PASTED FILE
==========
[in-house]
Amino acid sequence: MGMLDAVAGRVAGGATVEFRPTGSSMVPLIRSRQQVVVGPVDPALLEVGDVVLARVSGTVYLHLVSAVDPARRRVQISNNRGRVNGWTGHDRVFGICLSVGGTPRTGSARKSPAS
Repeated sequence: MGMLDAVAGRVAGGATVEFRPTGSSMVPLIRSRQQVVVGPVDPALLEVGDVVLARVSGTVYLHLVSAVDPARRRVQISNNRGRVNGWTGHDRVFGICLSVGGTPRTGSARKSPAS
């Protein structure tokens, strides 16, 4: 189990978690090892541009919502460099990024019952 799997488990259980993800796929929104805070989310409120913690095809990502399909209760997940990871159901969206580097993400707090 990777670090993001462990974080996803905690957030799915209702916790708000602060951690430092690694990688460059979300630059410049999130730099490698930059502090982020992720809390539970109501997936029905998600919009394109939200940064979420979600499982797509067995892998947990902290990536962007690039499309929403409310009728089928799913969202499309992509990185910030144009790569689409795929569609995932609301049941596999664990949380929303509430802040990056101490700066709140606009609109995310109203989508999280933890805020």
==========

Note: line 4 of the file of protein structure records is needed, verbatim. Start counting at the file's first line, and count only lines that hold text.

């Protein structure tokens, strides 16, 4: 189990978690090892541009919502460099990024019952 799997488990259980993800796929929104805070989310409120913690095809990502399909209760997940990871159901969206580097993400707090 990777670090993001462990974080996803905690957030799915209702916790708000602060951690430092690694990688460059979300630059410049999130730099490698930059502090982020992720809390539970109501997936029905998600919009394109939200940064979420979600499982797509067995892998947990902290990536962007690039499309929403409310009728089928799913969202499309992509990185910030144009790569689409795929569609995932609301049941596999664990949380929303509430802040990056101490700066709140606009609109995310109203989508999280933890805020």